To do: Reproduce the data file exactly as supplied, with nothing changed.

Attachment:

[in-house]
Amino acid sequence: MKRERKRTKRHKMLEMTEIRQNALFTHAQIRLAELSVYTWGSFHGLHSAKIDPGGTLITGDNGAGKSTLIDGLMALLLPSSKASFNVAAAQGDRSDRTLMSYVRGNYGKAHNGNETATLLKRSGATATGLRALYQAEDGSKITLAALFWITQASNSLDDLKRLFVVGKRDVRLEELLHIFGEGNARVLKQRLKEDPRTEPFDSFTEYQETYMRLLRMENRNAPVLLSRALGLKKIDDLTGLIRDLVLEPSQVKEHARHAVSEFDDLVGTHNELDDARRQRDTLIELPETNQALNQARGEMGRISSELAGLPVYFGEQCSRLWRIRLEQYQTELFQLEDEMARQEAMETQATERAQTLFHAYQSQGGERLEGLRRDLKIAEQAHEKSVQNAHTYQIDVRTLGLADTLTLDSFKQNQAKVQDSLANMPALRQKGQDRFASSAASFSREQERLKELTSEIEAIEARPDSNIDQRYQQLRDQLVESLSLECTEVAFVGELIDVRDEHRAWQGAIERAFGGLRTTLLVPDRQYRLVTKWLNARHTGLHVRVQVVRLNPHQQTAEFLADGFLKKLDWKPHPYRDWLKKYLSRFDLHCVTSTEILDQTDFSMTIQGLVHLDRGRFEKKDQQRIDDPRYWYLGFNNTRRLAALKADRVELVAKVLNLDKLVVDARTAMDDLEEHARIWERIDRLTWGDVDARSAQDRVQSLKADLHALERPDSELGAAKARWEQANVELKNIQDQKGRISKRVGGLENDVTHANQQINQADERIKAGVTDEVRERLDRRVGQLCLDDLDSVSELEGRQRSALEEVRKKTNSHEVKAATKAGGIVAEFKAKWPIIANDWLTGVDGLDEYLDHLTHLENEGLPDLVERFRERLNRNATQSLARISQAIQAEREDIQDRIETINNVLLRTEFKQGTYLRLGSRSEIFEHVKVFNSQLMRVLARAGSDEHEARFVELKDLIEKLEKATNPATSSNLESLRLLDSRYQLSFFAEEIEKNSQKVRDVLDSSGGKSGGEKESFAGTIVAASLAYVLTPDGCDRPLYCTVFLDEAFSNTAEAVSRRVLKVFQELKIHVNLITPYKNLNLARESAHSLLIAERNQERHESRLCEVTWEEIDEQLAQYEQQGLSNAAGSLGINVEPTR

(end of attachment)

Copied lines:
[in-house]
Amino acid sequence: MKRERKRTKRHKMLEMTEIRQNALFTHAQIRLAELSVYTWGSFHGLHSAKIDPGGTLITGDNGAGKSTLIDGLMALLLPSSKASFNVAAAQGDRSDRTLMSYVRGNYGKAHNGNETATLLKRSGATATGLRALYQAEDGSKITLAALFWITQASNSLDDLKRLFVVGKRDVRLEELLHIFGEGNARVLKQRLKEDPRTEPFDSFTEYQETYMRLLRMENRNAPVLLSRALGLKKIDDLTGLIRDLVLEPSQVKEHARHAVSEFDDLVGTHNELDDARRQRDTLIELPETNQALNQARGEMGRISSELAGLPVYFGEQCSRLWRIRLEQYQTELFQLEDEMARQEAMETQATERAQTLFHAYQSQGGERLEGLRRDLKIAEQAHEKSVQNAHTYQIDVRTLGLADTLTLDSFKQNQAKVQDSLANMPALRQKGQDRFASSAASFSREQERLKELTSEIEAIEARPDSNIDQRYQQLRDQLVESLSLECTEVAFVGELIDVRDEHRAWQGAIERAFGGLRTTLLVPDRQYRLVTKWLNARHTGLHVRVQVVRLNPHQQTAEFLADGFLKKLDWKPHPYRDWLKKYLSRFDLHCVTSTEILDQTDFSMTIQGLVHLDRGRFEKKDQQRIDDPRYWYLGFNNTRRLAALKADRVELVAKVLNLDKLVVDARTAMDDLEEHARIWERIDRLTWGDVDARSAQDRVQSLKADLHALERPDSELGAAKARWEQANVELKNIQDQKGRISKRVGGLENDVTHANQQINQADERIKAGVTDEVRERLDRRVGQLCLDDLDSVSELEGRQRSALEEVRKKTNSHEVKAATKAGGIVAEFKAKWPIIANDWLTGVDGLDEYLDHLTHLENEGLPDLVERFRERLNRNATQSLARISQAIQAEREDIQDRIETINNVLLRTEFKQGTYLRLGSRSEIFEHVKVFNSQLMRVLARAGSDEHEARFVELKDLIEKLEKATNPATSSNLESLRLLDSRYQLSFFAEEIEKNSQKVRDVLDSSGGKSGGEKESFAGTIVAASLAYVLTPDGCDRPLYCTVFLDEAFSNTAEAVSRRVLKVFQELKIHVNLITPYKNLNLARESAHSLLIAERNQERHESRLCEVTWEEIDEQLAQYEQQGLSNAAGSLGINVEPTR